The sentiment across the globe improved slightly after it was announced that antiviral agent Remdesivir could be an effective COVID treatment. Additionally, a slight flattening of the infection curve in some parts of the world along with a partial opening up on lockdowns in Italy, United States and even India gave a boost to investor sentiment. Stock markets traded on a positive note despite underlying weakness. However, the consensus is that this is just a bear market rally and the equity markets will sooner rather than later resume their downward trend. Macroeconomic numbers released during the week clearly indicate the adverse impact of COVID-19 on the economic activity in the country.
The Manufacturing PMI for April 2020 plummeted to a life-time low of 27.4, dropping by nearly 50 per cent from its February 2020 levels. To put this in perspective of the most recent crisis - the 2008 global financial crisis (GFC), the PMI at that time fell to 44.4 in December 2008. The PMI numbers released last week also revealed that output has collapsed to a life-time low of 11.1 in April 2020 from 53.5 in March 2020. Additionally, forward looking components have been dismal as well - new orders declined to 12.4 (from 52.5 in March) and new export orders declined to 10.2 (from 46.9 in March and 54.2 in February). Additionally, the IHS Markit Services PMI plunged to 5.4 in April 2020 from 49.3 in March 2020, an unprecedented contraction since the survey first began over 14 years ago. The pandemic has brought all activity to a standstill with the effect more pronounced in the services sector.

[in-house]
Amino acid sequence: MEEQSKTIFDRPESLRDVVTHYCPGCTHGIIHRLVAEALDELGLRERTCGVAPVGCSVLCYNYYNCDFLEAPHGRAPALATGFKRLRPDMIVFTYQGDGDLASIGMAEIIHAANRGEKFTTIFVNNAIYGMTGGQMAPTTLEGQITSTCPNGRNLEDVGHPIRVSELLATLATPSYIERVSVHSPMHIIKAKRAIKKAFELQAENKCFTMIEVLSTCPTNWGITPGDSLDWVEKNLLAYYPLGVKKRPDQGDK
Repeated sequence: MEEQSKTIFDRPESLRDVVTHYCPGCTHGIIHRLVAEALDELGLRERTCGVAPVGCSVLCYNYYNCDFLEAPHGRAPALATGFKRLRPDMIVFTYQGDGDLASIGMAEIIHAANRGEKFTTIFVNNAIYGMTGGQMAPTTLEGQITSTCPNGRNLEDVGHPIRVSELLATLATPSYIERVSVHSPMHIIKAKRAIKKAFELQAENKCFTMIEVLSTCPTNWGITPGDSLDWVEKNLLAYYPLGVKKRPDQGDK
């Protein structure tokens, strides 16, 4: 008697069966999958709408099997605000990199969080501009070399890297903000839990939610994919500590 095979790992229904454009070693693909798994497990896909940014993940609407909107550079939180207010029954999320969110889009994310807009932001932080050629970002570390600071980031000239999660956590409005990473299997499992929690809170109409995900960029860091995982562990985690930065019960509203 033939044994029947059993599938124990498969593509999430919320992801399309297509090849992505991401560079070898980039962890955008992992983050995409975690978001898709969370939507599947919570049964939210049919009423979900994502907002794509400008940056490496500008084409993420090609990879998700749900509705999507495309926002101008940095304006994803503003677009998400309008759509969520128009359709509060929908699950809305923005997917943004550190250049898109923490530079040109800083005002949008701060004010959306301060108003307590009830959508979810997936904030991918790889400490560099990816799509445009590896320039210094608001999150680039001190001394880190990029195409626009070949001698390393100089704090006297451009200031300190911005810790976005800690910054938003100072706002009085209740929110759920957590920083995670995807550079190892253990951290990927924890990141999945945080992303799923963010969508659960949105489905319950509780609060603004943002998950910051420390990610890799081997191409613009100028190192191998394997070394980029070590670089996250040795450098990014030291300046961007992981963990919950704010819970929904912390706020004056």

India’s core sector output contracted 6.5 per cent in March 2020, reversing sharply from the 7.2 per cent growth witnessed in February 2020. According to a survey by Confederation of Indian Industry (CII), 65 per cent firms said that they expected revenue to fall by more than 40 per cent in the April-June quarter. Considering the bleak macro-economic environment rating agencies have been considering downgrading India. ICRA has estimated that India’s GDP might contract by as much as 20 per cent in the June quarter. The agency believes that the country should be able to overcome some lost ground in the remainder of the year but still close 2020-21 down by up to 2 per cent.
With the partial lifting of lockdown in certain parts of the country, it is expected that economic activity will slowly pick up.